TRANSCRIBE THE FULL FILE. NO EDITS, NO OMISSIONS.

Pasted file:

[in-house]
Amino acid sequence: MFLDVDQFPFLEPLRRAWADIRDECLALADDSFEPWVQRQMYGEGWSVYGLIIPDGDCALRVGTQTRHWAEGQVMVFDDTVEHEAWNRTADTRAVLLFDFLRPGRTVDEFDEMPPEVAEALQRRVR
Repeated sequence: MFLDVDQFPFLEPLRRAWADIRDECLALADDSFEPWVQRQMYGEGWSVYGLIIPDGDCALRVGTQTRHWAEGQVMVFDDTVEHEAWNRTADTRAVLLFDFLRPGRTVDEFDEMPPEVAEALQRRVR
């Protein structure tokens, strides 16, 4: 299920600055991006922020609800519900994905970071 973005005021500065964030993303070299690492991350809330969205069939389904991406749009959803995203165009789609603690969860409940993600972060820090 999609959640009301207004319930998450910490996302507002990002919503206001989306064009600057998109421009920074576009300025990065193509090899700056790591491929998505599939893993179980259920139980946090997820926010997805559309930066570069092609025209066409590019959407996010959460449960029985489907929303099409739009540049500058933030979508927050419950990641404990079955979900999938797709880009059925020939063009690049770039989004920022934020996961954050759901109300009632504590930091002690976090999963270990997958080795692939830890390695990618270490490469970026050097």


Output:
[in-house]
Amino acid sequence: MFLDVDQFPFLEPLRRAWADIRDECLALADDSFEPWVQRQMYGEGWSVYGLIIPDGDCALRVGTQTRHWAEGQVMVFDDTVEHEAWNRTADTRAVLLFDFLRPGRTVDEFDEMPPEVAEALQRRVR
Repeated sequence: MFLDVDQFPFLEPLRRAWADIRDECLALADDSFEPWVQRQMYGEGWSVYGLIIPDGDCALRVGTQTRHWAEGQVMVFDDTVEHEAWNRTADTRAVLLFDFLRPGRTVDEFDEMPPEVAEALQRRVR
């Protein structure tokens, strides 16, 4: 299920600055991006922020609800519900994905970071 973005005021500065964030993303070299690492991350809330969205069939389904991406749009959803995203165009789609603690969860409940993600972060820090 999609959640009301207004319930998450910490996302507002990002919503206001989306064009600057998109421009920074576009300025990065193509090899700056790591491929998505599939893993179980259920139980946090997820926010997805559309930066570069092609025209066409590019959407996010959460449960029985489907929303099409739009540049500058933030979508927050419950990641404990079955979900999938797709880009059925020939063009690049770039989004920022934020996961954050759901109300009632504590930091002690976090999963270990997958080795692939830890390695990618270490490469970026050097």